Proton Mail uses an encryption format called OpenPGP. It is only designed to encrypt the message. Unless the subject is put in the message and the subject field is left blank, the subject will be kept unencrypted. The e-mail sender and receiver fields, on the other hand, need to be unencrypted for proper routing to occur. This is all a limitation in the ...


29

This doesn't add security, but makes it easier to guess the passphrase one word at a time (N⁴ vs. N+N+N+N, where N is the symbol count of the word list). Even when you encrypt a file or a message to multiple recipients using PGP, the payload is encrypted only once using symmetric encryption, and then the key for that is encrypted separately for every ...


28

Having an encrypted text file with passwords in it is certainly better then having common/reused passwords or an unencrypted file. A good password manager is, however, incrementally better, in the following ways (off the top of my head) Better memory management - it can prevent passwords being left in computer memory which can be snaffled by other ...


27

While I agree that every point of schroeder's response is true, there are two deeper issues that make it so much more dangerous than the current model of security. Right now, if you install an encryption key on a system, that key only controls your system and can only be accessed by the people you trust to access your system. Breaking into any system is ...


27

Letting your database handle the encryption/decryption is probably for the best: You don't need to write any encryption/decryption code and risk breaking your own security by accident. This also means, as Guntram Blohm pointed out, you won't have to prove your own security to be secure, if it comes down to it. And proving your custom software secure is as ...


27

There's a bit of confusion of terminology here. JWT defines the basic format of the claims, and some standard claims. It specifies that the JWT Claims Set should either be the payload of a JWS or a JWE structure. JWS defines a structure for some payload with a signature. While the payload is almost always JWT in practice, this is not a requirement of the ...


26

While I agree that you should use HTTPS, you can make it even more secure by using the Salted Challenge Response Authentication Mechanism (SCRAM, see RFC 5802) for the actual authentication exchange. It's not trivial to implement, but the gist of it is that, rather than send the password to the server, you send proof to the server that you know the password....


25

Theoretically, there's no limit on the number of times you can encrypt a file. The output of an encryption process is again a file, which you can again pass it on to a different algorithm and get an output. The thing is, at decryption side, it will have to be decrypted in LIFO (last in, first out) style, with the proper passwords. For example, if your file ...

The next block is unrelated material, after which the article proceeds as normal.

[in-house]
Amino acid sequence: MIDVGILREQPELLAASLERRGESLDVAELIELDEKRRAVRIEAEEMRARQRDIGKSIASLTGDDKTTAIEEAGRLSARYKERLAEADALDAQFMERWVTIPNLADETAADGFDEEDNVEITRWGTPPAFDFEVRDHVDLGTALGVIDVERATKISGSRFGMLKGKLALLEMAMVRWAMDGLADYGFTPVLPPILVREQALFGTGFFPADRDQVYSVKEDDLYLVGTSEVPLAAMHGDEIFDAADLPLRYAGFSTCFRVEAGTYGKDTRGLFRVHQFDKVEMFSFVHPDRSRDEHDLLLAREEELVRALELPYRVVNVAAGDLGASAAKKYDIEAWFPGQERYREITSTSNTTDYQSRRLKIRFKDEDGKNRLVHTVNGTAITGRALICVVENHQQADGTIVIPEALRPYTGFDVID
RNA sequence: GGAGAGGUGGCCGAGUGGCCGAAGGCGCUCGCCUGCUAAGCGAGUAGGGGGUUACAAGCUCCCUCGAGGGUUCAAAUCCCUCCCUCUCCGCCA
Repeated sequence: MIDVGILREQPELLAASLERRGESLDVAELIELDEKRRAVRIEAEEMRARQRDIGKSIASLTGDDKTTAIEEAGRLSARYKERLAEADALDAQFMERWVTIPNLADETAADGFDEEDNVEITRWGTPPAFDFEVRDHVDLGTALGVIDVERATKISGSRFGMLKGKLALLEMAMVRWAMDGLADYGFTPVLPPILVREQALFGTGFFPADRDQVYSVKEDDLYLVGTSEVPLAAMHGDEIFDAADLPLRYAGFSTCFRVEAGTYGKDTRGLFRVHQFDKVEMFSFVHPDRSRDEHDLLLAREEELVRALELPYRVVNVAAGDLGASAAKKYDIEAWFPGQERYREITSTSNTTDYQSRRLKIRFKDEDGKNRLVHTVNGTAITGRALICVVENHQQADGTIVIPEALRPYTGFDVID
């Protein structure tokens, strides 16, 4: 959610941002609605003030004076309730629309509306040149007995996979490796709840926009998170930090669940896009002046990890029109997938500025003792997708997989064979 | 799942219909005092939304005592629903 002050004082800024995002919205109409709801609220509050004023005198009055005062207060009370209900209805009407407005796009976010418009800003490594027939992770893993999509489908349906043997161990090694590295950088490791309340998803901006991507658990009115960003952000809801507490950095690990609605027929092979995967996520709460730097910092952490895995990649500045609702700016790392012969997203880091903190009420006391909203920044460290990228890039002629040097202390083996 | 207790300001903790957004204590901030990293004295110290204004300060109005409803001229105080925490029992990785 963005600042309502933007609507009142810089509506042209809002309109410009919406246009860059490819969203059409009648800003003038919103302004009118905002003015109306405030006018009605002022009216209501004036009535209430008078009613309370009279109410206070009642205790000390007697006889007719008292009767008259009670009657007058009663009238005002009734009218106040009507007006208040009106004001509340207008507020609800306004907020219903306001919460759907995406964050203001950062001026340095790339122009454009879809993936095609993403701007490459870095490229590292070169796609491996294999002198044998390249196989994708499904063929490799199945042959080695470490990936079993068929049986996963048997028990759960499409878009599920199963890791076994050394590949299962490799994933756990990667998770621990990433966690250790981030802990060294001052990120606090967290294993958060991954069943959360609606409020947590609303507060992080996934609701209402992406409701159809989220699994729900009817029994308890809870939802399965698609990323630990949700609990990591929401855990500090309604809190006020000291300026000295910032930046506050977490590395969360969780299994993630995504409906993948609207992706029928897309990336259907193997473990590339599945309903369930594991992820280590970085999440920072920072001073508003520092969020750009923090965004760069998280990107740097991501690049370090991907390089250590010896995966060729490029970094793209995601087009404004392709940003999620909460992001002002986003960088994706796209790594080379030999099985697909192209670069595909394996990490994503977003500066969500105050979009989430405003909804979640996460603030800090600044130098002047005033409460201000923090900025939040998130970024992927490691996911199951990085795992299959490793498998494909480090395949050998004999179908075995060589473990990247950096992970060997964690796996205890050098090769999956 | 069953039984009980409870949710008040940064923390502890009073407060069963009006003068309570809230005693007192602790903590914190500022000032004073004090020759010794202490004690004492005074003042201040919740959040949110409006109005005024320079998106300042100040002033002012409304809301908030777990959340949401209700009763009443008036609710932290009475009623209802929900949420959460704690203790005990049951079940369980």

23

A picture is far too large to use as an encryption key directly, you'll want to run it through a KDF first. It also depends entirely on the picture whether it will have enough entropy to be useful. You could have a 1000x1000 image that's solid white, but it would be useless as a key as it contains no entropy. Pictures from cameras tend to have a fair amount ...


21

The obvious answer is that no criminal would want to interact so directly with their victim. "send the encrypted private RSA key to the attackers" requires a consistent point of contact. In the current model, all the communication is one-way and fungible: malware displays a screen instructing the victim to deposit bitcoins (no direct contact) ...


20

Didn't veracrypt creators know about this issue? (Not having brute-force protection) As Andrew Morozko notes in his answer, they have addressed this – as far as it is possible – by using a secure key-generation function (PBKDF2) and high iteration counts. This severely limits the ability to brute-force (assuming the password is long- and random-enough1)...


19

Imagine a Hollywood film where they're cracking a password or a security code, with all the spinning digits on a fancy UI, and they have elite hackers who crack one digit of the code at a time, and the good guys have to work to blow up the hackers' computer or something before they crack that last digit. Of course, in real life it isn't like that — for ...


19

so that it would not be economically viable to spend time & resources to get them. I hate to break it to you, but you simply aren't that important. No-one knows you or your web app. So it's already not economically viable. Consider the cost-benefit. For the hosting company, if this happens once, they'd hemorrhage customers. So they're going to have ...


18

Yes, such a system exists; it's called Application-Level Encryption. Under that system the encryption keys (or at least the Key-Encrypting Key, or KEK) are only available to the application. Data is encrypted by the application before being stored in the database, and encrypted blobs are retrieved from the database to be decrypted by the application. The ...


18

If there's a backdoor, it will be abused. The question is when, not if it will be abused. There are too many actors that could compromise such a system, and no easy way to plug the holes. If a private key leaks, it's done. It's cheaper to all involved to ignore the leak until there's a high profile case blowing to the press. Changing every key on every base ...